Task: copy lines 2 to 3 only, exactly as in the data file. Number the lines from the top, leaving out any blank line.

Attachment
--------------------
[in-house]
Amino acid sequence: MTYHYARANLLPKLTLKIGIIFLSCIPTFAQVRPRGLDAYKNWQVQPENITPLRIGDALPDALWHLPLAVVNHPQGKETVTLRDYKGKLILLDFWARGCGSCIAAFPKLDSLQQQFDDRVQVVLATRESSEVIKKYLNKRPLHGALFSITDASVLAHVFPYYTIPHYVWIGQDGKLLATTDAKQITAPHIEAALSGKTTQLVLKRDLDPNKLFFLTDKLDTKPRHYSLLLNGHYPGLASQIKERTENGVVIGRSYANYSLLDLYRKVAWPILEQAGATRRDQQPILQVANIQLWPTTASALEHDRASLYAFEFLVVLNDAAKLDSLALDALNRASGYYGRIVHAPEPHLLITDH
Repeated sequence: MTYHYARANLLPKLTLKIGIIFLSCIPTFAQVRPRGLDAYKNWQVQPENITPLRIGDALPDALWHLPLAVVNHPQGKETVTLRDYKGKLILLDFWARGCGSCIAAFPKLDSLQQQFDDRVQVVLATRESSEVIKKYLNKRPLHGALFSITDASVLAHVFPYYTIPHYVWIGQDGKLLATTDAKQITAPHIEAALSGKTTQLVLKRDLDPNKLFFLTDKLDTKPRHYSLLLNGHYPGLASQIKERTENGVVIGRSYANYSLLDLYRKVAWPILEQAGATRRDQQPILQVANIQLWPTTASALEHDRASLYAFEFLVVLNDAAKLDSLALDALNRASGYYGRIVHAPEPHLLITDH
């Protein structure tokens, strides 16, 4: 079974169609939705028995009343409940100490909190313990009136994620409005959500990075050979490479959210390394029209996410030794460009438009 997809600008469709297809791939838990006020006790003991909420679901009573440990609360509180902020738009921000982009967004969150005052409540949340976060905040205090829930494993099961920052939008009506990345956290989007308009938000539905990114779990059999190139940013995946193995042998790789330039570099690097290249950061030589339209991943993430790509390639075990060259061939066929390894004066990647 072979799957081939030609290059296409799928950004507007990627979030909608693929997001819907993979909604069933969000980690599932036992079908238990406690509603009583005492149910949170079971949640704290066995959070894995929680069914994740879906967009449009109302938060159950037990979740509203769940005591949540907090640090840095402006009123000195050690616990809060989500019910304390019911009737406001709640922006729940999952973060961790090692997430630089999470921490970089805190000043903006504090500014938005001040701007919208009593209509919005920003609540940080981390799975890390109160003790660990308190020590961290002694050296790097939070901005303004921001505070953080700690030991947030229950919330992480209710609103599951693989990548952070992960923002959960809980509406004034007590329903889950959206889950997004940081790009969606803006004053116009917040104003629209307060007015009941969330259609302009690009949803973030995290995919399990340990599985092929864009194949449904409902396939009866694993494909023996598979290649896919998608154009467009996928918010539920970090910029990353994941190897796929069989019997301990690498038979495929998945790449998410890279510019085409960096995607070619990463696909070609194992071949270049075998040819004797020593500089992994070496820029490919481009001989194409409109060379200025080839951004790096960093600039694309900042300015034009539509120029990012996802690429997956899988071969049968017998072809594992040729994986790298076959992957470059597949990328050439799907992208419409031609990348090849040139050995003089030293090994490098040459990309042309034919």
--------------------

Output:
Amino acid sequence: MTYHYARANLLPKLTLKIGIIFLSCIPTFAQVRPRGLDAYKNWQVQPENITPLRIGDALPDALWHLPLAVVNHPQGKETVTLRDYKGKLILLDFWARGCGSCIAAFPKLDSLQQQFDDRVQVVLATRESSEVIKKYLNKRPLHGALFSITDASVLAHVFPYYTIPHYVWIGQDGKLLATTDAKQITAPHIEAALSGKTTQLVLKRDLDPNKLFFLTDKLDTKPRHYSLLLNGHYPGLASQIKERTENGVVIGRSYANYSLLDLYRKVAWPILEQAGATRRDQQPILQVANIQLWPTTASALEHDRASLYAFEFLVVLNDAAKLDSLALDALNRASGYYGRIVHAPEPHLLITDH
Repeated sequence: MTYHYARANLLPKLTLKIGIIFLSCIPTFAQVRPRGLDAYKNWQVQPENITPLRIGDALPDALWHLPLAVVNHPQGKETVTLRDYKGKLILLDFWARGCGSCIAAFPKLDSLQQQFDDRVQVVLATRESSEVIKKYLNKRPLHGALFSITDASVLAHVFPYYTIPHYVWIGQDGKLLATTDAKQITAPHIEAALSGKTTQLVLKRDLDPNKLFFLTDKLDTKPRHYSLLLNGHYPGLASQIKERTENGVVIGRSYANYSLLDLYRKVAWPILEQAGATRRDQQPILQVANIQLWPTTASALEHDRASLYAFEFLVVLNDAAKLDSLALDALNRASGYYGRIVHAPEPHLLITDH